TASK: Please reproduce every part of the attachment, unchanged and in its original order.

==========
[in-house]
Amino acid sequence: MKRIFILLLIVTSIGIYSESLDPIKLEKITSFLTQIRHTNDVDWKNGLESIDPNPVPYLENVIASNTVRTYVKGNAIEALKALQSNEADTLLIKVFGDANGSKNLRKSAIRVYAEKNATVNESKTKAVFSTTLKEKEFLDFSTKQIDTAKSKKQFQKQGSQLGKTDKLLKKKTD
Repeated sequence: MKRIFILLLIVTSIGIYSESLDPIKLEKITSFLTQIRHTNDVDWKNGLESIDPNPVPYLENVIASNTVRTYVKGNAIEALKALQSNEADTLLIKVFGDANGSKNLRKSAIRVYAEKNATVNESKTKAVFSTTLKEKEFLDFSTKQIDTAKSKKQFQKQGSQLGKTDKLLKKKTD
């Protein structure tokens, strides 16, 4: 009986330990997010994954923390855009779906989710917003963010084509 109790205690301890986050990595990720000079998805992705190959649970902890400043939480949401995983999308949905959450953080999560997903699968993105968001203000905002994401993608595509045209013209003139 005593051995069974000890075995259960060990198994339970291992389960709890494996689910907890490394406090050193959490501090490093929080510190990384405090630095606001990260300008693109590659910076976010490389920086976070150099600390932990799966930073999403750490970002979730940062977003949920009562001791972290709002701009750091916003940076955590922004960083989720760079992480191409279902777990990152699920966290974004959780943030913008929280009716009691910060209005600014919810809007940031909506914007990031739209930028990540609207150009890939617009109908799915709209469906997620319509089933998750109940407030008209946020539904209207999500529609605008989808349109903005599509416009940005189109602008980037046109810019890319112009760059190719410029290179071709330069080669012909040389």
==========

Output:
[in-house]
Amino acid sequence: MKRIFILLLIVTSIGIYSESLDPIKLEKITSFLTQIRHTNDVDWKNGLESIDPNPVPYLENVIASNTVRTYVKGNAIEALKALQSNEADTLLIKVFGDANGSKNLRKSAIRVYAEKNATVNESKTKAVFSTTLKEKEFLDFSTKQIDTAKSKKQFQKQGSQLGKTDKLLKKKTD
Repeated sequence: MKRIFILLLIVTSIGIYSESLDPIKLEKITSFLTQIRHTNDVDWKNGLESIDPNPVPYLENVIASNTVRTYVKGNAIEALKALQSNEADTLLIKVFGDANGSKNLRKSAIRVYAEKNATVNESKTKAVFSTTLKEKEFLDFSTKQIDTAKSKKQFQKQGSQLGKTDKLLKKKTD
């Protein structure tokens, strides 16, 4: 009986330990997010994954923390855009779906989710917003963010084509 109790205690301890986050990595990720000079998805992705190959649970902890400043939480949401995983999308949905959450953080999560997903699968993105968001203000905002994401993608595509045209013209003139 005593051995069974000890075995259960060990198994339970291992389960709890494996689910907890490394406090050193959490501090490093929080510190990384405090630095606001990260300008693109590659910076976010490389920086976070150099600390932990799966930073999403750490970002979730940062977003949920009562001791972290709002701009750091916003940076955590922004960083989720760079992480191409279902777990990152699920966290974004959780943030913008929280009716009691910060209005600014919810809007940031909506914007990031739209930028990540609207150009890939617009109908799915709209469906997620319509089933998750109940407030008209946020539904209207999500529609605008989808349109903005599509416009940005189109602008980037046109810019890319112009760059190719410029290179071709330069080669012909040389």